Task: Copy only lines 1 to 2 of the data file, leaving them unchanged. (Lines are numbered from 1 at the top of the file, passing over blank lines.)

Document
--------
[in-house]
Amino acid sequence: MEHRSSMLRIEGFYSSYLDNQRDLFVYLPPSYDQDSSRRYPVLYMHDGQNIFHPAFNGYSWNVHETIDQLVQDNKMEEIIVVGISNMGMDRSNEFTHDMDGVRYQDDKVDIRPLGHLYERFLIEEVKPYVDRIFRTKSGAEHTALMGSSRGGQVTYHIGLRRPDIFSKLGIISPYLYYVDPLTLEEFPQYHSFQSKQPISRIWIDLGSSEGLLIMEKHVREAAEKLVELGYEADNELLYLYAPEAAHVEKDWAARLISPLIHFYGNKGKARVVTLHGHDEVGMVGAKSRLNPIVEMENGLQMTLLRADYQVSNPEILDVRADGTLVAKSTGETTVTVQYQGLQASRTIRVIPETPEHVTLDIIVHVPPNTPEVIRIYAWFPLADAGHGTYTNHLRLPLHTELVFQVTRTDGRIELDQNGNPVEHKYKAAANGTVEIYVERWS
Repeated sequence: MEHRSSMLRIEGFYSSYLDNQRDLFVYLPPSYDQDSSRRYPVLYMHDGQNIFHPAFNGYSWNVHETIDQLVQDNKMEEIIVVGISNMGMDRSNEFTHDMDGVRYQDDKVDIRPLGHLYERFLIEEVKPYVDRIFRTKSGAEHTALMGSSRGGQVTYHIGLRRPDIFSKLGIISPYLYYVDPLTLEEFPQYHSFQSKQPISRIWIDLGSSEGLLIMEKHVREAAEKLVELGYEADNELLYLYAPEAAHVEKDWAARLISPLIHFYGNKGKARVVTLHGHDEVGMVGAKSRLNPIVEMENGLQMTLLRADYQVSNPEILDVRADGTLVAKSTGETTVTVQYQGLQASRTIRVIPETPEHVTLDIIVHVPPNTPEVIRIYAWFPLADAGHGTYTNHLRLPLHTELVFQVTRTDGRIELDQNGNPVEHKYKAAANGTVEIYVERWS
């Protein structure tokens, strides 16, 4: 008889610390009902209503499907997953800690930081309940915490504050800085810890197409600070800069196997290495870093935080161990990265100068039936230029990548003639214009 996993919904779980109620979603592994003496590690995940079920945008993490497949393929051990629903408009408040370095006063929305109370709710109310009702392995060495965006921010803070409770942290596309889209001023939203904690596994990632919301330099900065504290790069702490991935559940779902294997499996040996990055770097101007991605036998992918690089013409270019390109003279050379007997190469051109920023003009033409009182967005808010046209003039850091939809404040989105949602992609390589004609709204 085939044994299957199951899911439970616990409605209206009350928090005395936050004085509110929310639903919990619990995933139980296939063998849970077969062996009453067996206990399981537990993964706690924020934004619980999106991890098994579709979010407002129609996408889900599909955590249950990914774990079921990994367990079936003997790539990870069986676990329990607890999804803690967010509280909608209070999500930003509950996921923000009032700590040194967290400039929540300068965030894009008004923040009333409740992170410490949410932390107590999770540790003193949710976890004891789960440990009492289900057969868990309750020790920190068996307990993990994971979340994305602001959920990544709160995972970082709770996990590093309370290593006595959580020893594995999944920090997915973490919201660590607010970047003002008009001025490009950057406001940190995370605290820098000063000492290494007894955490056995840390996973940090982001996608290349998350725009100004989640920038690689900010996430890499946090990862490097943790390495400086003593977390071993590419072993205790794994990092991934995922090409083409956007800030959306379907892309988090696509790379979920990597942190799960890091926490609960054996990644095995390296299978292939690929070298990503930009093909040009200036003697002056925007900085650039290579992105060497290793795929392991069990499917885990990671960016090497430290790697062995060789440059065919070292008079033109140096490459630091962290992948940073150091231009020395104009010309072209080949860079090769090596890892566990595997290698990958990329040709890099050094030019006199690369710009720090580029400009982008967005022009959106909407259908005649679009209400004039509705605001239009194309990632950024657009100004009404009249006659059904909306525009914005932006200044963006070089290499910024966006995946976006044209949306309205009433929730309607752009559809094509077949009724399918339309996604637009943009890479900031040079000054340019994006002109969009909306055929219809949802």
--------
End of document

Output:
[in-house]
Amino acid sequence: MEHRSSMLRIEGFYSSYLDNQRDLFVYLPPSYDQDSSRRYPVLYMHDGQNIFHPAFNGYSWNVHETIDQLVQDNKMEEIIVVGISNMGMDRSNEFTHDMDGVRYQDDKVDIRPLGHLYERFLIEEVKPYVDRIFRTKSGAEHTALMGSSRGGQVTYHIGLRRPDIFSKLGIISPYLYYVDPLTLEEFPQYHSFQSKQPISRIWIDLGSSEGLLIMEKHVREAAEKLVELGYEADNELLYLYAPEAAHVEKDWAARLISPLIHFYGNKGKARVVTLHGHDEVGMVGAKSRLNPIVEMENGLQMTLLRADYQVSNPEILDVRADGTLVAKSTGETTVTVQYQGLQASRTIRVIPETPEHVTLDIIVHVPPNTPEVIRIYAWFPLADAGHGTYTNHLRLPLHTELVFQVTRTDGRIELDQNGNPVEHKYKAAANGTVEIYVERWS